As I re-read through my blog yet one more time, I find myself wondering – when did my sense of blog audience change?
I didn’t start my blog with a specific audience in mind. I wrote it for me, but also for my family and friends – so they would know what was going on. I also in part thought I was writing it for healthcare professionals (or health science researchers). I was in part in search of ways to make meaning out of what was happening to me. I wanted to make sure that my experience mattered.
At some point, my blog audience changed. Not that it was reduced, just that I realized that part of my audience was fellow breast cancer patients. At some point I realized my most important audience was fellow breast cancer patients. I realize that by sharing my experience I was helping others understand their experiences.
I do wonder if it was one particular commenter on my blog that changed my perspective on my blog audience.
I started to look through the comments on my blogs, in search of where I started to see comments from others who where not family/friends/acquaintances before my cancer. I’m not including Kate in this analysis. I didn’t really know her before cancer, but was connected with her within the few couple of days of my diagnosis. A long chain email communication ensued – and many of my blog posts are inspired by our conversations. I’m having difficulty articulating why, but this relationship was different and not exactly what I’m getting at with the change in blog audience.
My early connections with other breast cancer patients was through breast cancer blogs or social media sites. I see their comments on my site, in part as a response to comments or pings I had left on their blogs. The first was August 6, 2014 when I wrote about how transitions matter. Stacey left comments on my blog after I mentioned our in-person conversation.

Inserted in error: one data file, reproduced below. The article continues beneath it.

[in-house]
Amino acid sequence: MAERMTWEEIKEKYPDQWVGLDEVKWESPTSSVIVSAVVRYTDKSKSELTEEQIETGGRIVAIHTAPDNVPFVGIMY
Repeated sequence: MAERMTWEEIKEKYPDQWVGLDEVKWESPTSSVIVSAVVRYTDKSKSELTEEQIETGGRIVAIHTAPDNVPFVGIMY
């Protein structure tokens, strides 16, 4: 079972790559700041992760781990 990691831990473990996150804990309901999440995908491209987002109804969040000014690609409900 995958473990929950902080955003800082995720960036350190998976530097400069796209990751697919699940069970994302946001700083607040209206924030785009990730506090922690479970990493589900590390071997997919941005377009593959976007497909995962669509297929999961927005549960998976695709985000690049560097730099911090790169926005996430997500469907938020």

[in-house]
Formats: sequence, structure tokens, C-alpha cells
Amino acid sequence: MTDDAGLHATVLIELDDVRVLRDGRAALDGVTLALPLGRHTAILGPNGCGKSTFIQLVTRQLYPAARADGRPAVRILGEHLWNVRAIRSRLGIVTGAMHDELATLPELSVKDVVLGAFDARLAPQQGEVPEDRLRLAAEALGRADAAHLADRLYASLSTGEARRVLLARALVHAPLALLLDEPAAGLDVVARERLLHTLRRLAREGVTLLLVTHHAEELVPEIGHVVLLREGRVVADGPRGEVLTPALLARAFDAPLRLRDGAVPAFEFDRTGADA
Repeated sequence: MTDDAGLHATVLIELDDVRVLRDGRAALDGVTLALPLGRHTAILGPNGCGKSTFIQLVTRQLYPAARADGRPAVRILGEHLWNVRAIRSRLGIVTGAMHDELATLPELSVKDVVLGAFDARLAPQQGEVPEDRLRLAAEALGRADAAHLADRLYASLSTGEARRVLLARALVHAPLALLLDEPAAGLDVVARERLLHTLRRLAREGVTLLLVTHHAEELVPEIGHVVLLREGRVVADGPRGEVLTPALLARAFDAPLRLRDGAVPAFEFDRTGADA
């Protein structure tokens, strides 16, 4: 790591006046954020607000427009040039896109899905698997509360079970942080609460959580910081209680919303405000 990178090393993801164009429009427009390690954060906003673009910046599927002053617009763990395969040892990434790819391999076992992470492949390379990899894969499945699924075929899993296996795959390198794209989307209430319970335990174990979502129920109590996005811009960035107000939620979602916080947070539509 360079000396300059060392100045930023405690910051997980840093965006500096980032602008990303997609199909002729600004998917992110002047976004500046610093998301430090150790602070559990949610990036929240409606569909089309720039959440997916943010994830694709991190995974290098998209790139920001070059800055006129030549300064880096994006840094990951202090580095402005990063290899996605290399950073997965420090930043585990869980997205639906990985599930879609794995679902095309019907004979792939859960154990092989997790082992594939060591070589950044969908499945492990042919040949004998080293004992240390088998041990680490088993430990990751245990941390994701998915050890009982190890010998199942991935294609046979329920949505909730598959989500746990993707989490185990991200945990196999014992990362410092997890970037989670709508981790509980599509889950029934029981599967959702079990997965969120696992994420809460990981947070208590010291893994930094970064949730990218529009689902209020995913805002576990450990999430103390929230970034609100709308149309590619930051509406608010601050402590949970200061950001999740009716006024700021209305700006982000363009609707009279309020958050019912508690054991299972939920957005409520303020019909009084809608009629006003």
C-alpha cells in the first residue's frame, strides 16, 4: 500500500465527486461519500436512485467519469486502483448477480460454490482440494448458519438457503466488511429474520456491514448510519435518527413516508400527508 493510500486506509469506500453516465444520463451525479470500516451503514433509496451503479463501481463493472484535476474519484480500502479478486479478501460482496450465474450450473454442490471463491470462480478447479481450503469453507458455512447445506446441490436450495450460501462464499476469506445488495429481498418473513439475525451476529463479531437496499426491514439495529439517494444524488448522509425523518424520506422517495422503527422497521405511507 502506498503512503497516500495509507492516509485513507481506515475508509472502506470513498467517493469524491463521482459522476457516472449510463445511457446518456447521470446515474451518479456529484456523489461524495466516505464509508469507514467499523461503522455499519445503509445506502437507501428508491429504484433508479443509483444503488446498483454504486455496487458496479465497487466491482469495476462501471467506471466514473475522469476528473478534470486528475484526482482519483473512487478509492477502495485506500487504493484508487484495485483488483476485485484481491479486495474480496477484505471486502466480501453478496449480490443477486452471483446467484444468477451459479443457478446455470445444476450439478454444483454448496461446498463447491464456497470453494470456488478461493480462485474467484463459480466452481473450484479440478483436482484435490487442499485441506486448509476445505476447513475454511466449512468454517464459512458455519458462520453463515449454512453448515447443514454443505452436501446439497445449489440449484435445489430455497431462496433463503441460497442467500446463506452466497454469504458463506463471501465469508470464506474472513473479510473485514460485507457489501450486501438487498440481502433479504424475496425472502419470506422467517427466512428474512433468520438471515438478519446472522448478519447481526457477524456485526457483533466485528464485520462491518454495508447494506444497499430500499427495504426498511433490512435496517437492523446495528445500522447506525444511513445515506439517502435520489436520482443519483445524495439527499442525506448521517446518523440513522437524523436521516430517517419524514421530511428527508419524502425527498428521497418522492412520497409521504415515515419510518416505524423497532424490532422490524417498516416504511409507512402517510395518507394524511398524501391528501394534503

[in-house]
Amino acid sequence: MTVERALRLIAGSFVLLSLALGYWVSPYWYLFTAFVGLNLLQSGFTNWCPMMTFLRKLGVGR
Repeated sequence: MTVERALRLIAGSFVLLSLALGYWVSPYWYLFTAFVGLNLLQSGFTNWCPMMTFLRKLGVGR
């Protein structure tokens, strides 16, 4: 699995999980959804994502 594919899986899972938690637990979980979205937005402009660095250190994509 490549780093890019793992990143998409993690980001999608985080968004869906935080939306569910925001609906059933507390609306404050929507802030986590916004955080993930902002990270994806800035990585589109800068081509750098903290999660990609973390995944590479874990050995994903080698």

August 13, 2014 when I wrote about Wondering Why? was when I first really welcomed into the breast cancer blogosphere. Several fellow cancer bloggers left a comment on my blog that day, after I had linked to a post by Nancy Stordahl, who blogs over at Nancy’s Point. Her blog was one of the first breast cancer blogs I followed. More specifically, she is someone who I had not come into any contact with before breast cancer. In some ways, this can be seen as my official entrance into the breast cancer blogging community. That same post also saw my first response from Catherine at Facing Cancer (which appears to be a commercial website so I’m not going to link directly to it here). As time went on, Catherine continued to leave inspiring comments on my posts, letting me know that someone was listening.
On August 18, Wendy left a comment on my August 16th post – Courting a New Lover which was a repost of a story written by Cathy Foster. This comment represents a bit of a transition. In the comment, Wendy says “I wanted to thank you for writing your blog, I have just finished treatment for bilateral breast cancer and so much of your process resonated for me even though our treatment plans are completely different.” This comment goes to the heart of what I’m getting at when I talk about the change in audience for my blog. I don’t know that I had realized it at the time, but later I would realize that comments like Wendy’s are one of the biggest ‘rewards’ I get for the work of blogging about my experience.
I regularly received comments but also private emails encouraging me to continue blogging and thanking me for sharing my story. Here are a couple more:
- Elaine on September 28, 2014 on the post I wrote September 23, 2014
- Dianna on November 13, 2014 on a post I had written on June 21, 2014 (before I started treatment)
So, although I received comments as early as August 18, I think the transition took place closer to September 23, 2014 – when I started to write more about the research I was doing, and what all that information meant (from my perspective).
This is something I’m going to have to think more about. Was there a specific time when my blogging changed as I saw the new audience – that of fellow breast cancer patient?